Conn Carroll /
Yes financial markets are in turmoil right now. But as Dr. Mark Perry of Carpe Diem reminds us, the last 30 years has witnessed an unprecedented gain in U.S. household net worth that is not fundamentally threatened:
According to the Federal Reserve, U.S. household net worth fell by $2 trillion over the last year, from $58 trillion in the second quarter of 2007 to about $56 trillion in the second quarter of 2008 (see chart above). But compared to 2002, U.S. household net worth has increased by almost $17 trillion (from $39.2 trillion to $56 trillion), or by almost 43% in the last six years.
University of Chicago economics professor Gary Becker writes:
Is this the final “Crisis of Global Capitalism”- to borrow the title of a book by George Soros written shortly after the Asian financial crisis of 1997-98? The crisis that kills capitalism has been said to happen during every major recession and financial crisis ever since Karl Marx prophesized the collapse of capitalism in the middle of the 19th century. Although I admit to having greatly underestimated the severity of this financial crisis, I am confident that sizable world economic growth will resume under a mainly capitalist world economy. Consider, for example, that in the decade after Soros’ and others predictions of the collapse of global capitalism following the Asian crisis in the 1990s, both world GDP and world trade experienced unprecedented growth. The South Korean economy, for example, was pummeled during that crisis, but has had significant economic growth ever since. I expect robust world economic growth to resume once we are over the current severe financial difficulties.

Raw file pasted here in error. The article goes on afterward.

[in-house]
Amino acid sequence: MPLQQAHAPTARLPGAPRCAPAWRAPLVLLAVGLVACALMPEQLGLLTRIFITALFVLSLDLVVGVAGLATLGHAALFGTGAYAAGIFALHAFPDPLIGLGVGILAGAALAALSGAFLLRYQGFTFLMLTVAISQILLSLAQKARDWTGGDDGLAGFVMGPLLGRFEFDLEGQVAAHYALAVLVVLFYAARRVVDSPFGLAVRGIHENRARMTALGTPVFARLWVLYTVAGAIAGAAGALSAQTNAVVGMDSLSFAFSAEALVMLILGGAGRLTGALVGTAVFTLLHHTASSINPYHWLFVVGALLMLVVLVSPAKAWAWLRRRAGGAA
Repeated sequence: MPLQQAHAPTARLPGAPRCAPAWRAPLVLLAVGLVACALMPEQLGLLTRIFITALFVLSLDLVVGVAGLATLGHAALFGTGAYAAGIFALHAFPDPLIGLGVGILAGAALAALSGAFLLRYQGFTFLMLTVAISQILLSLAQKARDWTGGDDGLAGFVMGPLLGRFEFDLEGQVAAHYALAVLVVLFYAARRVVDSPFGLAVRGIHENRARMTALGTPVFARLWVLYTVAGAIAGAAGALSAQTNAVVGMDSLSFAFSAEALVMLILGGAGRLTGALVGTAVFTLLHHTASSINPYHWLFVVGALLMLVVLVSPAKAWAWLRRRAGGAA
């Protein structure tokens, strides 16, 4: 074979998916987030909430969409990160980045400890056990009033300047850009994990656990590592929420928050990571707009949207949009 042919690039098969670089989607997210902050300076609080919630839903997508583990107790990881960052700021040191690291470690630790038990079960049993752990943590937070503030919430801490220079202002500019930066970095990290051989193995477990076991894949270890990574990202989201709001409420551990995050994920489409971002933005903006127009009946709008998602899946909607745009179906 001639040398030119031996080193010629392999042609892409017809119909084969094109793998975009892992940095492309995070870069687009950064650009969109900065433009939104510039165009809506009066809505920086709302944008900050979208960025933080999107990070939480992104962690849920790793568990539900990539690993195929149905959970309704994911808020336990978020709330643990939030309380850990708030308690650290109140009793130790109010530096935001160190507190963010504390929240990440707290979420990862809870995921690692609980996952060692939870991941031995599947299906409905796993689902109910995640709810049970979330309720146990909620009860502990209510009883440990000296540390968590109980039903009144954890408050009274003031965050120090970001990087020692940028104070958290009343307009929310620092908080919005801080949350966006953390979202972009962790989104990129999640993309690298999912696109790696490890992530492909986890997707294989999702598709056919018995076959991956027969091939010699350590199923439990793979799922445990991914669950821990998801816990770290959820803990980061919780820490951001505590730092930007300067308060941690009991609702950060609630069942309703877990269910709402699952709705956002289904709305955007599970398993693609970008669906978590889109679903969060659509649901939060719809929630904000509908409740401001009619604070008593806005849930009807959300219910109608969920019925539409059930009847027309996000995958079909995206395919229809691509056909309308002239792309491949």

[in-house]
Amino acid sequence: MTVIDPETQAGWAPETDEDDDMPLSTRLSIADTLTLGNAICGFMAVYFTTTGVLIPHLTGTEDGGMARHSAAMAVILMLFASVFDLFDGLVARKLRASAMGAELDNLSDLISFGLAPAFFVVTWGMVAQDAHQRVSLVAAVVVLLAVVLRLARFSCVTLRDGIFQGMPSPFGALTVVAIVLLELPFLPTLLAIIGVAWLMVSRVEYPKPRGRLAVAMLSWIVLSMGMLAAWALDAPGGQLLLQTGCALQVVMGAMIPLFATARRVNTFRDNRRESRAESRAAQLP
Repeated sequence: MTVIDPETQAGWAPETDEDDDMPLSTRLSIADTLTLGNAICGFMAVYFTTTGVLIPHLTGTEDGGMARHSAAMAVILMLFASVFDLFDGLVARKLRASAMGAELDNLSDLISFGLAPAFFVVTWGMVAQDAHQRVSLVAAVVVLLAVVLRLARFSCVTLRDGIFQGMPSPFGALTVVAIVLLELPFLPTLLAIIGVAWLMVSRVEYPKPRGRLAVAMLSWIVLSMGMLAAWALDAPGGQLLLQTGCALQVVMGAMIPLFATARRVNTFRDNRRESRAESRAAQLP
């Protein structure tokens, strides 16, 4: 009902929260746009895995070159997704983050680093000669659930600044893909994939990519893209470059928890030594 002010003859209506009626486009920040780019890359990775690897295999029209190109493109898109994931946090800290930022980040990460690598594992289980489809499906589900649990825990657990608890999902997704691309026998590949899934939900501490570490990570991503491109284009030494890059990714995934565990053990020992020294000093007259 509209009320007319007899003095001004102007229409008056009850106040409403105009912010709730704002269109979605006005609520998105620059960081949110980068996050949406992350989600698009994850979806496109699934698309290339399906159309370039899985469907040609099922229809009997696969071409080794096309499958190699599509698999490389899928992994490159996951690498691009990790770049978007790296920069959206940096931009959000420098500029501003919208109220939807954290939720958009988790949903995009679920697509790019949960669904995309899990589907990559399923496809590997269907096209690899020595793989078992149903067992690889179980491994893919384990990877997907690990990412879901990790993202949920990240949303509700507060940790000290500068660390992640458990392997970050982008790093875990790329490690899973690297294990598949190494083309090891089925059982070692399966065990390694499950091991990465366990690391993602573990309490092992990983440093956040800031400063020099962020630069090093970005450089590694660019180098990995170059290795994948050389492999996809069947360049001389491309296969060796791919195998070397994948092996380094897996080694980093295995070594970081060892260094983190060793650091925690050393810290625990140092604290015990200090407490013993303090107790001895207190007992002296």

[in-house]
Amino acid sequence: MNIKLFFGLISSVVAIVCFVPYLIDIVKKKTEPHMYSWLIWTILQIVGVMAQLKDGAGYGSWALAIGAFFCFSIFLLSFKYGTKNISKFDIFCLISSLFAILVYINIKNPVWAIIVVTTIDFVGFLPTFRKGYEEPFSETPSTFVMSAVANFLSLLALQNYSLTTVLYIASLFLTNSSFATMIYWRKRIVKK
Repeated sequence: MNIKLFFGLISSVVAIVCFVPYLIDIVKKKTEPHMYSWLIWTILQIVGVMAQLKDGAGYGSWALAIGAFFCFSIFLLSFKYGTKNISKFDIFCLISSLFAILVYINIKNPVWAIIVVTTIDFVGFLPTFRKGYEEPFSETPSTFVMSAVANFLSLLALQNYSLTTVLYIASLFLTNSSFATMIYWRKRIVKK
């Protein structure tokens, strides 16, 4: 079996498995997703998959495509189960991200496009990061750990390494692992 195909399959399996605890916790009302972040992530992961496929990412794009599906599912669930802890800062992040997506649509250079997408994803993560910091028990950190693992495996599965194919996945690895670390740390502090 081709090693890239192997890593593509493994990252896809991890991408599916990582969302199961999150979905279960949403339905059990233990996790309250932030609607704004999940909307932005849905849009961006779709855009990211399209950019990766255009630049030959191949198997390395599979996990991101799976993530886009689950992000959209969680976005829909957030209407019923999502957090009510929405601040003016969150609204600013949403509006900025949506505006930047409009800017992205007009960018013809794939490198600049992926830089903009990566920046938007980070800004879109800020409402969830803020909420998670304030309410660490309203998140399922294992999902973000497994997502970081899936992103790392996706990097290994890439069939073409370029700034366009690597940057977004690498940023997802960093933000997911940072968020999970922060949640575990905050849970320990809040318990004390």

Although it is the most severe financial crisis since the Great Depression of the 1930s, it is a far far smaller crisis, especially in terms of the effects on output and employment. The United States had about 25 percent unemployment during most of the decade from 1931 until 1941, and sharp falls in GDP. Other countries experienced economic difficulties of a similar magnitude. American GDP so far during this crisis has essentially not yet fallen, and unemployment has reached only about 61/2 percent. Both figures are likely to get considerably worse, but they will nowhere approach those of the 1930s.